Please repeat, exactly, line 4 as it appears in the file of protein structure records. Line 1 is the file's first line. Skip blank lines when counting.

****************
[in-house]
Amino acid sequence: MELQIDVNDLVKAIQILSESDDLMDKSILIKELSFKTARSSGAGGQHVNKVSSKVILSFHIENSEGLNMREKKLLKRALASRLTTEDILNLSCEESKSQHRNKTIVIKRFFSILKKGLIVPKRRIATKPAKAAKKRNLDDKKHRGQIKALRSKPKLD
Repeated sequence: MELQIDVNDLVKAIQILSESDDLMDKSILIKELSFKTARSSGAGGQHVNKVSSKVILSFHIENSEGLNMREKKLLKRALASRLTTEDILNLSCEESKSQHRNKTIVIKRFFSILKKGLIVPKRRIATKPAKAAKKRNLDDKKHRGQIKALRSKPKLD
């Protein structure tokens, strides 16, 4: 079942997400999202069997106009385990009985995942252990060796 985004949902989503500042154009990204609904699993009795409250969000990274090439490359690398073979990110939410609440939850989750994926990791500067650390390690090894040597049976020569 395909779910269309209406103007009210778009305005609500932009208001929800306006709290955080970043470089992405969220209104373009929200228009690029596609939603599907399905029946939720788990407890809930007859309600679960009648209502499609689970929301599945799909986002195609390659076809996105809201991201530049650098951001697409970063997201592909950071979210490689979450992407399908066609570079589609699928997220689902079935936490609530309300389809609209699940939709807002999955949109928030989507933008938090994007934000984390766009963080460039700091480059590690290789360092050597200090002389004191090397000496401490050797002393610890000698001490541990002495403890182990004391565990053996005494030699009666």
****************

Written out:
């Protein structure tokens, strides 16, 4: 079942997400999202069997106009385990009985995942252990060796 985004949902989503500042154009990204609904699993009795409250969000990274090439490359690398073979990110939410609440939850989750994926990791500067650390390690090894040597049976020569 395909779910269309209406103007009210778009305005609500932009208001929800306006709290955080970043470089992405969220209104373009929200228009690029596609939603599907399905029946939720788990407890809930007859309600679960009648209502499609689970929301599945799909986002195609390659076809996105809201991201530049650098951001697409970063997201592909950071979210490689979450992407399908066609570079589609699928997220689902079935936490609530309300389809609209699940939709807002999955949109928030989507933008938090994007934000984390766009963080460039700091480059590690290789360092050597200090002389004191090397000496401490050797002393610890000698001490541990002495403890182990004391565990053996005494030699009666």